Auto-replenishment productionAuto-replenishment production
In auto-replenishment production, schedules are drawn up such that items created during a process are saved up as inventory, which are then gradually consumed by later processes in producing various kinds of finished products.
We will explain this feature using the example below.
There are two products, A and B.
A is made from material D through processes P1 (Process number 10) and P2 (Process number 20).
B is made from material D through processes P1 (Process number 10), P3 (Process number 30), and P4 (Process number 40).
We will bulk produce intermediate items B1 and C.
We will produce B1 in batches of 5 and at the maximum of 10, and C in batches of 10 and at the maximum of 50.
|Item Code||Auto-replenish flag||Production lot size MIN||Production lot size MAX||Production lot size UNIT||Safety stock|
|Item||Process number||Process code||Instruction type||Instruction code||Item/resource||Production|
Let the assignment start time be 2003/11/1 00:00, and the inventory level of the bulk production items at that time (i.e., the theoretical inventory) be 7 for B1 and 8 for C.
These inventory levels will be deducted from the amount to be actually produced.
Also, ProductA and ProductB have one manufacturing order each.
|Order code||Item code||Quantity||Due date||Priority||Order type|
|z01||B1||7||2003/10/31 0:00:00||Inventory (absolute)|
|z02||C||8||2003/10/31 0:00:00||Inventory (absolute)|
Low Level Code
This is the value of the item that represents the depth of the BOM seen from the final item. Let the low level code of the final item be zero and the level code be incremented by 1 for each process on the way back to the raw material in the Integrated Master and the Purchase Master.
Also, even if there are by-products in the same process, incrementing by 1 will be carried out (there is a detailed explanation toward the bottom of this page). Pegging and auto-replenishment of orders are done in ascending order of this low level code.
In the example above, the low level code for each item is as follows.
|Item||Low Level Code|
Calculation of low-level code
Low-level code is calculated automatically at the start of rescheduling or by the Explode orders command.
In Ver. 14.0 and later, the necessity of calculating the low level code is automatically judged, and if calculation is not necessary, [Skip low level code] becomes set to [Yes] in the project settings and calculation is not carried out, and the calculation speed increases to that extent.
If [Skip low level code] is set to [No], the low level code is forcibly recalculated at the next rescheduling.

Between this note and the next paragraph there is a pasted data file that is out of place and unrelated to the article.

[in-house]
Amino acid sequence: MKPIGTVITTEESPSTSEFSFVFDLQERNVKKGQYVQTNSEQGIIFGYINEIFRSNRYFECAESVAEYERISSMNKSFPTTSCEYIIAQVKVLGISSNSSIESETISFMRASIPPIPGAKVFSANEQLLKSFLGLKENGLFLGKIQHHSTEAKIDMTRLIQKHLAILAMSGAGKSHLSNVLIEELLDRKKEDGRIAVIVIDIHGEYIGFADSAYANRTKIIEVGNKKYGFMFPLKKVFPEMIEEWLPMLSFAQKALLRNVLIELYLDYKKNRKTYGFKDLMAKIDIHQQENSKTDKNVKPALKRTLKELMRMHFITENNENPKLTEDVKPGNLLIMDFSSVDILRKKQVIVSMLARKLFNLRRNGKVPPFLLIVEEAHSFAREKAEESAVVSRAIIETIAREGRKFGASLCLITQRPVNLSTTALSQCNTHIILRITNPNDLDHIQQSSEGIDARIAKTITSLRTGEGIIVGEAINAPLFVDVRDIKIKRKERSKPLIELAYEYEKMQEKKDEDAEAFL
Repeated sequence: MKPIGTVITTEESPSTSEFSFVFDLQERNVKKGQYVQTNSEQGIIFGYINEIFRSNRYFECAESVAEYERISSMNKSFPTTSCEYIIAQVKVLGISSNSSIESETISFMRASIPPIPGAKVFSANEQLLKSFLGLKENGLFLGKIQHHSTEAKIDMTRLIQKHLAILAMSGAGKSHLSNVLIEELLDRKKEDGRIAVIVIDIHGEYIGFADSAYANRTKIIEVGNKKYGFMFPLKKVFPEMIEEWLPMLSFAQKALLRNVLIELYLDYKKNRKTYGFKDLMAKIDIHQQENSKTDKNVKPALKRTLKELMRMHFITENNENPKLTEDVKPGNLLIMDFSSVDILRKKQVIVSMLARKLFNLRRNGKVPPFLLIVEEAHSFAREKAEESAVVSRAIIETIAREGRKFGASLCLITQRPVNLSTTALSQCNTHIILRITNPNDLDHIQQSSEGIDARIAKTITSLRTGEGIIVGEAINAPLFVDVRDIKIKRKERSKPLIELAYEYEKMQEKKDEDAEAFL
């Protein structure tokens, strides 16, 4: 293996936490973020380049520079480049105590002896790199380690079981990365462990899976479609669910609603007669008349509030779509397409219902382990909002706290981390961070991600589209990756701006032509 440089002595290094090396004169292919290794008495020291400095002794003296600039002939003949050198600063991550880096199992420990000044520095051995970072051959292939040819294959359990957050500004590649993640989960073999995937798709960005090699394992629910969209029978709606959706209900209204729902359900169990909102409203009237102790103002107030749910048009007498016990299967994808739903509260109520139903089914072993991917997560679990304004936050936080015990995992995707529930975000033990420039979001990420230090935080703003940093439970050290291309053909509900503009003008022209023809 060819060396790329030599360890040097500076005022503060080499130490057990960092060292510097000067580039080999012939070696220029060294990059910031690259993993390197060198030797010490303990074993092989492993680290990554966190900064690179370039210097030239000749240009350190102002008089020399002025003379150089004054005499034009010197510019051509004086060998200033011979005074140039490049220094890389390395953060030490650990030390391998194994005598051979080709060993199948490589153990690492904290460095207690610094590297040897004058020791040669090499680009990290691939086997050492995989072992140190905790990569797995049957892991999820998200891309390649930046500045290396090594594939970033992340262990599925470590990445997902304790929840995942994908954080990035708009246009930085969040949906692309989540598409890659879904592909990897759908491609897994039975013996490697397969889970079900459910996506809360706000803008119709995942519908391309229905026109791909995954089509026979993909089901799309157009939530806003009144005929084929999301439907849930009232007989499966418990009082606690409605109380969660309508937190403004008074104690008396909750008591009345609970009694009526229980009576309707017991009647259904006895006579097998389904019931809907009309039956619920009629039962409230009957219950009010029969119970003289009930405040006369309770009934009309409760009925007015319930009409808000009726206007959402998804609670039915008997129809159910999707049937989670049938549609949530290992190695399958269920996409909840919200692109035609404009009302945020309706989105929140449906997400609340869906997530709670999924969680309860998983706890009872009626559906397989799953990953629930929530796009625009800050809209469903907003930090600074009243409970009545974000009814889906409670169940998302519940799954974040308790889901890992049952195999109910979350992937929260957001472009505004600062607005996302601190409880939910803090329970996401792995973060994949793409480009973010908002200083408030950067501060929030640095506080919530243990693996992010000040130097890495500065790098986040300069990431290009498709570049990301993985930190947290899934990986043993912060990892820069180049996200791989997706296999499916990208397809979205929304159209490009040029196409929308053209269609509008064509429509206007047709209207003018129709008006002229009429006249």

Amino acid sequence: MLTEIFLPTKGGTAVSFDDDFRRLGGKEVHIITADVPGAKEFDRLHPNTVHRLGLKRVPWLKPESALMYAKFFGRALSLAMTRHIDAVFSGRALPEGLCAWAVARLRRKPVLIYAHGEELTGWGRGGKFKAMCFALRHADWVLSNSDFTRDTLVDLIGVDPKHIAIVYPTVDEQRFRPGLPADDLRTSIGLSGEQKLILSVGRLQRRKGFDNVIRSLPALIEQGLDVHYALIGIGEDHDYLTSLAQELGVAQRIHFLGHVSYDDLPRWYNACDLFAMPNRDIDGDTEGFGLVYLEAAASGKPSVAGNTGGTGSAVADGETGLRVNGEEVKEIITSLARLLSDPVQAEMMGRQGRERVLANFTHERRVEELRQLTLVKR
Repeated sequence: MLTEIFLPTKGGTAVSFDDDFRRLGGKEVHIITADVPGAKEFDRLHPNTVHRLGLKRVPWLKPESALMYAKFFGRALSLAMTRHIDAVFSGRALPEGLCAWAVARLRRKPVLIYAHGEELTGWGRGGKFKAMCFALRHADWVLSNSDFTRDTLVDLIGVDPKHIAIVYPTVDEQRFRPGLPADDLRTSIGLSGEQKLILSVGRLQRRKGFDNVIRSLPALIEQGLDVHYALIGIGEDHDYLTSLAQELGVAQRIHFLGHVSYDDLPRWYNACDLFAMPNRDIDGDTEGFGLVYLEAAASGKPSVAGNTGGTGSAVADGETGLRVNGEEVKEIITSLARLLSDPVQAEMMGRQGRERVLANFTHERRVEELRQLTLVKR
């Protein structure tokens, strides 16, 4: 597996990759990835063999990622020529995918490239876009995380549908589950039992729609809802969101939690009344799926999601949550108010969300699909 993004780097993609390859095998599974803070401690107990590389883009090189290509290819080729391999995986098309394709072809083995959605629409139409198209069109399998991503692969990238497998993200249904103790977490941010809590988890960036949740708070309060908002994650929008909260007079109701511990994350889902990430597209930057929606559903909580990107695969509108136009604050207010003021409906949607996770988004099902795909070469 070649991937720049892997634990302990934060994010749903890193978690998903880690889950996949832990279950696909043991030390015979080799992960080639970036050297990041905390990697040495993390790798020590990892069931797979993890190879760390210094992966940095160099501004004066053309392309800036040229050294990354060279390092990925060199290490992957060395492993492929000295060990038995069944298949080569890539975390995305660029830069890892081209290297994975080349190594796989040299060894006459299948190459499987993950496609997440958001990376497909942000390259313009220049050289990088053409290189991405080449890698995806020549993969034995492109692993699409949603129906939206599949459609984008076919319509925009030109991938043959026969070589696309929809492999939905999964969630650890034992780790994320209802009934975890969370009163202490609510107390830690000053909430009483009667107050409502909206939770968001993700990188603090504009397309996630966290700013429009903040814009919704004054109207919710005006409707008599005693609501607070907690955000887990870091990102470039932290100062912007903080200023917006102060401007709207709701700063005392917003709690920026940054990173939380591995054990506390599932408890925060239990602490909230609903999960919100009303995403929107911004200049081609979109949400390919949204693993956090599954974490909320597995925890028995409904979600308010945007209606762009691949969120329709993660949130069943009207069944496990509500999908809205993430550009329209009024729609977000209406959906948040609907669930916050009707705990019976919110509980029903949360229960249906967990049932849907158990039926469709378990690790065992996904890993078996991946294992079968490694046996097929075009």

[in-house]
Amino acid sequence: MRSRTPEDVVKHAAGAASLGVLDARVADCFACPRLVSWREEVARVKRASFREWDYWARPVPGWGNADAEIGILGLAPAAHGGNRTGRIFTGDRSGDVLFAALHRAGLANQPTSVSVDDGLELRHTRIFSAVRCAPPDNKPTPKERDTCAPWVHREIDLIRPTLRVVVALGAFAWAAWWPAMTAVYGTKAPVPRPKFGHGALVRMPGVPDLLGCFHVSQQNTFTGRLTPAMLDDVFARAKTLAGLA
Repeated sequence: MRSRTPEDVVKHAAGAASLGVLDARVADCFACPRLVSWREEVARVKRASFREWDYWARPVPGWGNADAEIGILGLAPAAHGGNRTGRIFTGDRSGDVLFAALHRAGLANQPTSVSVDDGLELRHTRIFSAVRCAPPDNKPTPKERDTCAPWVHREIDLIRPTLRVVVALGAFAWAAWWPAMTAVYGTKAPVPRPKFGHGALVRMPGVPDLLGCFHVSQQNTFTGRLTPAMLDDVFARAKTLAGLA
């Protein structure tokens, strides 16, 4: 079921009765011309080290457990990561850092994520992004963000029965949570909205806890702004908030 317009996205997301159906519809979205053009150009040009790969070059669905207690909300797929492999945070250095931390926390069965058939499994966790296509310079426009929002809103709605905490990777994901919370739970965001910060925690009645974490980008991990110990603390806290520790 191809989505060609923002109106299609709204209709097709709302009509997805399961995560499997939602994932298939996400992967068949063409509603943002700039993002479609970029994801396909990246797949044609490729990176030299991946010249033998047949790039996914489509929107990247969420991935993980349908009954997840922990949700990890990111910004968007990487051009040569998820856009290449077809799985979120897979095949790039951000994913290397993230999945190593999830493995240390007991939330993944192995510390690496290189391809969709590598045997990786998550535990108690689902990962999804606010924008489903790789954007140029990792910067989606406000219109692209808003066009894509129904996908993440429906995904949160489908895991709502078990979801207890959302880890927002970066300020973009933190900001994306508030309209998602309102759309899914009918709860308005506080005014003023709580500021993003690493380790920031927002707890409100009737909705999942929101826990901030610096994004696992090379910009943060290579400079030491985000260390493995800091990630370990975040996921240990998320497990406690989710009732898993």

Integrated Master loop
If the Integrated Master is looping, the low-level code cannot be specified as a unique value and the order for pegging and automatic replenishment of orders cannot be determined.
In the default setting, low-level code is not set for items where looping of the Integrated Master was detected, and no pegging of items or automatic replenishment of orders is done.
However, even if you create processes with different sequences or set an Integrated Master that cannot calculate low level code by using valid condition expressions, if during actual scheduling, the user him/her self performs control to prevent loops from occurring, pegging and automatic replenishment of orders will be carried out if you set the [Integrated master loop] property to either [Do pegging (No warnings)] or [Do pegging (Show warnings)].
However, in this case, the low-level code is forcibly calculated. All the "auto-replenish flags" in the item table can be set to "No". However, in that case, items with small low level codes are automatically refilled with items with large low level codes, which may result in quantity shortages.
If there is a danger of this occurring and you want to receive a warning in that case, make the setting [Do pegging (Show warnings)].
Note that the [Integrated master loop] property in the project settings is a Ver. 15 restricted feature. This property is not displayed when there is no license.
Low level code when by-products exist
When by-products exist for an item, low level codes of by-products will be larger than of the finished item and smaller than that of the raw material.
For example, for item A below, item AA is specified as by-product of process P20. With this setting, low level codes will be Item A 0 Item AA 1 Item X 2
Low level codes of by-products will be assigned according to the above rule because when replenishment orders have master data in which by-products are specified output instructions of the by-products will be generated only after the replenishment orders are exploded. Therefore, by-products need to be pegged after pegging the final item.